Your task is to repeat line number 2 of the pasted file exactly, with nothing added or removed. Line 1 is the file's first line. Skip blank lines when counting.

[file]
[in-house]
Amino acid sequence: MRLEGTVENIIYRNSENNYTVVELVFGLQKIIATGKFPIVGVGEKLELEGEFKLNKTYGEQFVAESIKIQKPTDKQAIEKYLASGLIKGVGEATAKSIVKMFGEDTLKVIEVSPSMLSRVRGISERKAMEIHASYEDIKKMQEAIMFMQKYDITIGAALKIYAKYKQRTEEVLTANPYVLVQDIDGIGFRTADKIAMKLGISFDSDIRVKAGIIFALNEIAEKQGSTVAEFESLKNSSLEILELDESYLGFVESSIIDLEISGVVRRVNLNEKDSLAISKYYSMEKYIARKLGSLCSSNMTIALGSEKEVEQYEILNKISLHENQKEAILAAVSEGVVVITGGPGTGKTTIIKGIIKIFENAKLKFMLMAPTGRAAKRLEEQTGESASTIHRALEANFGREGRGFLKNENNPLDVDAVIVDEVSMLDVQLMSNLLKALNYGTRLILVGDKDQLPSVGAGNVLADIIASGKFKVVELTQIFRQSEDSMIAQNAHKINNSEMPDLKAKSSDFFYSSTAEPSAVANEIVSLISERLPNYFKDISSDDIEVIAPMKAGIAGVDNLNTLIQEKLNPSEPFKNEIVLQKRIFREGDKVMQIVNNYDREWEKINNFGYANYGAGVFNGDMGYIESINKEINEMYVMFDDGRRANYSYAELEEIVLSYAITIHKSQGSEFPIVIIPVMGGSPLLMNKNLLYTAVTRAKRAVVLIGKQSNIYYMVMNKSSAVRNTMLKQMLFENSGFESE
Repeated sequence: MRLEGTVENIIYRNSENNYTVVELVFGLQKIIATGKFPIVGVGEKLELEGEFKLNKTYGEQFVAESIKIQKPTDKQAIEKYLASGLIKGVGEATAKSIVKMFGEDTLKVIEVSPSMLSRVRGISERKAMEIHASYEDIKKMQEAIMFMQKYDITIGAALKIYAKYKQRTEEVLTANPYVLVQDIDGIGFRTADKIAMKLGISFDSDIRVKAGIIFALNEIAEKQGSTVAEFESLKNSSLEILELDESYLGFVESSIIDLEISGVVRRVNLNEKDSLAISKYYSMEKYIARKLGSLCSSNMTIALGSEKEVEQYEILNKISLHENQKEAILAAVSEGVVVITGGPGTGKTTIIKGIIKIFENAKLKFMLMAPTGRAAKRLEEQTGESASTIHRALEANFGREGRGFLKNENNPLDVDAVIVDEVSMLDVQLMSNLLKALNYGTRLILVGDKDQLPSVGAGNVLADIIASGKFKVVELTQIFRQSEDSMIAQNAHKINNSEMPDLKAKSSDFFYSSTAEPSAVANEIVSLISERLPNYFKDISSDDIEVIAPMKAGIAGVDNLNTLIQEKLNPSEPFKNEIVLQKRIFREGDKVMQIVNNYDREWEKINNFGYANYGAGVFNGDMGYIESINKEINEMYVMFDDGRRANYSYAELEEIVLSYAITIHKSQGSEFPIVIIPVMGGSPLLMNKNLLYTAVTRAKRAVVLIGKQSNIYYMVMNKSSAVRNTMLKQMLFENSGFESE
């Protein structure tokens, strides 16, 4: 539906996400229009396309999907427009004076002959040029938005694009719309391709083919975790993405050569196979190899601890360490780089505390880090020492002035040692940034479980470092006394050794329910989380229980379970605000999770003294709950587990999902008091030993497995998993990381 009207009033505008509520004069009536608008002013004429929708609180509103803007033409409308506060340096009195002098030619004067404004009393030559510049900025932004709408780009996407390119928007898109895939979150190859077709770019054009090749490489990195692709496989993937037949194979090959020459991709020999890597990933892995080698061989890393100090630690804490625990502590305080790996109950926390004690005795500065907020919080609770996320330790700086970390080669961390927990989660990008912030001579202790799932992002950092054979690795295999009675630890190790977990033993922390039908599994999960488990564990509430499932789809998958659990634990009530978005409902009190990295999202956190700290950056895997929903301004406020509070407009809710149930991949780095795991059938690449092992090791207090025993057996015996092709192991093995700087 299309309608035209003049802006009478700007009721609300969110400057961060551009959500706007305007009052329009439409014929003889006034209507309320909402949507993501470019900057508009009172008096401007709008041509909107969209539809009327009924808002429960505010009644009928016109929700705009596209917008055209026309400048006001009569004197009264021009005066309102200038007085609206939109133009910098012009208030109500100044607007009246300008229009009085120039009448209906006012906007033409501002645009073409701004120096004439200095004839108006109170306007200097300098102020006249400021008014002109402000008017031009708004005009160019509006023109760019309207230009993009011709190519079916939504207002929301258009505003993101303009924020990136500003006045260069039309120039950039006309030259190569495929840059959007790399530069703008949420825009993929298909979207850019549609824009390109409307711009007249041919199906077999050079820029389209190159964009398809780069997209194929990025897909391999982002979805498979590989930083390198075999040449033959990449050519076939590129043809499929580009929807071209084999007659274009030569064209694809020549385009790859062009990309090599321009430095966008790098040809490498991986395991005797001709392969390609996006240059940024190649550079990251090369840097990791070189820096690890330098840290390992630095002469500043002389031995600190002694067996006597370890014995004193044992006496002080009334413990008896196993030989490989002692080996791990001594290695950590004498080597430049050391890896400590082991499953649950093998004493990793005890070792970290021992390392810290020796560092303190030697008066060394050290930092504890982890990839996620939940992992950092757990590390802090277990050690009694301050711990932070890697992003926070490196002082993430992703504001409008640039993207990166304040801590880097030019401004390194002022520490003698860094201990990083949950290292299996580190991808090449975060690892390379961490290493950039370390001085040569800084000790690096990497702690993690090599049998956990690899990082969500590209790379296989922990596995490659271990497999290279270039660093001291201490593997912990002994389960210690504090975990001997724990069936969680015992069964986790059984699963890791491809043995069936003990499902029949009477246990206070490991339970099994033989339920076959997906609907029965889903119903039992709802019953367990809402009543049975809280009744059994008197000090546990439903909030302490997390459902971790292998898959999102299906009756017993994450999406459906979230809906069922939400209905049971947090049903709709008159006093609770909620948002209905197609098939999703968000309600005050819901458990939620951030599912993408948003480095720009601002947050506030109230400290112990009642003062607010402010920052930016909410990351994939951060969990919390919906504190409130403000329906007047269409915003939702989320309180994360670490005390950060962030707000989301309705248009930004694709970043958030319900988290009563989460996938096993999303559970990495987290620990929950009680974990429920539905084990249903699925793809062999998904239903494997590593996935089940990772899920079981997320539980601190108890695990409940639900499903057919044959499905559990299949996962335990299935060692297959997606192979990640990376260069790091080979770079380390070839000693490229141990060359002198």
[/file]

Amino acid sequence: MRLEGTVENIIYRNSENNYTVVELVFGLQKIIATGKFPIVGVGEKLELEGEFKLNKTYGEQFVAESIKIQKPTDKQAIEKYLASGLIKGVGEATAKSIVKMFGEDTLKVIEVSPSMLSRVRGISERKAMEIHASYEDIKKMQEAIMFMQKYDITIGAALKIYAKYKQRTEEVLTANPYVLVQDIDGIGFRTADKIAMKLGISFDSDIRVKAGIIFALNEIAEKQGSTVAEFESLKNSSLEILELDESYLGFVESSIIDLEISGVVRRVNLNEKDSLAISKYYSMEKYIARKLGSLCSSNMTIALGSEKEVEQYEILNKISLHENQKEAILAAVSEGVVVITGGPGTGKTTIIKGIIKIFENAKLKFMLMAPTGRAAKRLEEQTGESASTIHRALEANFGREGRGFLKNENNPLDVDAVIVDEVSMLDVQLMSNLLKALNYGTRLILVGDKDQLPSVGAGNVLADIIASGKFKVVELTQIFRQSEDSMIAQNAHKINNSEMPDLKAKSSDFFYSSTAEPSAVANEIVSLISERLPNYFKDISSDDIEVIAPMKAGIAGVDNLNTLIQEKLNPSEPFKNEIVLQKRIFREGDKVMQIVNNYDREWEKINNFGYANYGAGVFNGDMGYIESINKEINEMYVMFDDGRRANYSYAELEEIVLSYAITIHKSQGSEFPIVIIPVMGGSPLLMNKNLLYTAVTRAKRAVVLIGKQSNIYYMVMNKSSAVRNTMLKQMLFENSGFESE